UK businesses can profit from cleaner design

Anti-Corrosion Methods and Materials

ISSN: 0003-5599

Article publication date: 1 August 2004




(2004), "UK businesses can profit from cleaner design", Anti-Corrosion Methods and Materials, Vol. 51 No. 4.



Emerald Group Publishing Limited

Copyright © 2004, Emerald Group Publishing Limited

UK businesses can profit from cleaner design

UK businesses can profit from cleaner design

Keywords: Hazardous materials, Electronics industry, Legislation, UK

New EC legislation on waste electrical and electronics equipment and hazardous substances has serious implications for companies in the UK electrical and electronic sector. The Waste Electrical and Electronics Equipment (WEEE) Directive and the Restriction of Use of certain Hazardous Substances (ROHS) could hit UK companies hard.

At a recent conference in London, Government agency Envirowise demonstrated how UK businesses can profit from cleaner design, whilst avoiding the legislative pitfalls.

The Directives on WEEE and on ROHS not only affect the design considerations of electrical and electronics companies, communications and computer manufacturers, but they will also have a far-reaching financial, management and marketing impact on the whole sector – and in particular for SMEs.

Dr Martin Gibson, Envirowise's Programme Director commented: “Many firms still believe that WEEE and ROHS legislation is not relevant to them. In fact the legislation for both becomes law in just nine months – with the collection of WEEE becoming effective 12 months later. Most companies in the sector are affected and those who wait to take action will be far too late. Many SMEs could find themselves sitting on a time bomb that they are too late to respond to. The longer they delay before taking action, the more costly it is going to be. Many companies, especially small ones, could go out of business unless they start to take action now”.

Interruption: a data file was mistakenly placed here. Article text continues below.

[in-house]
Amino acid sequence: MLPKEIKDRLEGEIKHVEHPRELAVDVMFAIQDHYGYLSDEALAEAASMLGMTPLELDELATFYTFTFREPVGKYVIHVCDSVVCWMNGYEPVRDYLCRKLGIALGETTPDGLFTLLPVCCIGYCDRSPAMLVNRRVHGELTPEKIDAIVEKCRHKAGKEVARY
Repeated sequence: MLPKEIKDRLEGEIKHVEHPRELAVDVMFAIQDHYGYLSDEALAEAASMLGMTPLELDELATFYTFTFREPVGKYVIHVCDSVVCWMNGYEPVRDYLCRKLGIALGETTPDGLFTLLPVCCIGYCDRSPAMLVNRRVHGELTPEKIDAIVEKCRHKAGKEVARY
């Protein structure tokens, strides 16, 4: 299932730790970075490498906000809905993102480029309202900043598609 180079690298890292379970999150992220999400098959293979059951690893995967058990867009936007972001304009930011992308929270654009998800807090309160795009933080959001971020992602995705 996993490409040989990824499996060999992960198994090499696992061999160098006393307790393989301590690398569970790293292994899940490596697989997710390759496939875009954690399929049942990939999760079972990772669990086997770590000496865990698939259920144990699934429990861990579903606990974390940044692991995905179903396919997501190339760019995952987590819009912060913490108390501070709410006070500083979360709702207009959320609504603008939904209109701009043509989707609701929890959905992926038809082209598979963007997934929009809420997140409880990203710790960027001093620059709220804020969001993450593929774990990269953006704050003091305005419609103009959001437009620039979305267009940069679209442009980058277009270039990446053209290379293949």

Dr Gibson added: “Key to the survival of successful companies will be the incorporation of cleaner design into products”.

Because of the requirements for product compliance, the cost of re-design and payment for compulsory industry wide recycling arrangements, failure by companies to address the issues could have a knock-on effect throughout the supply chain and a far-reaching financial impact on the whole sector.

Already it is estimated that the future estimated costs of the EC legislation to the UK economy could be as much as £455 million a year for WEEE and £200 million a year for ROHS legislation. This could lead to an average cost increase of 1-2 per cent for many products and as much as 3 or 4 per cent for some larger or more complex products.

The conference is part of a major campaign by Envirowise to draw attention to the multi-million pound impact that the legislation will have. The conference is co-hosted by Electronics Weekly and Intellect – the UK trade body for information technology, telecommunications and electronics industries.

These sectors employ more than 1 million people and contribute approximately 10 per cent of the UK's GDP.

Other speakers at the event included: Joy Boyce, Head of Corporate Environmental Affairs, Fujitsu Services and JackieDowns, Consultant to the DTI on WEEE and ROHS.

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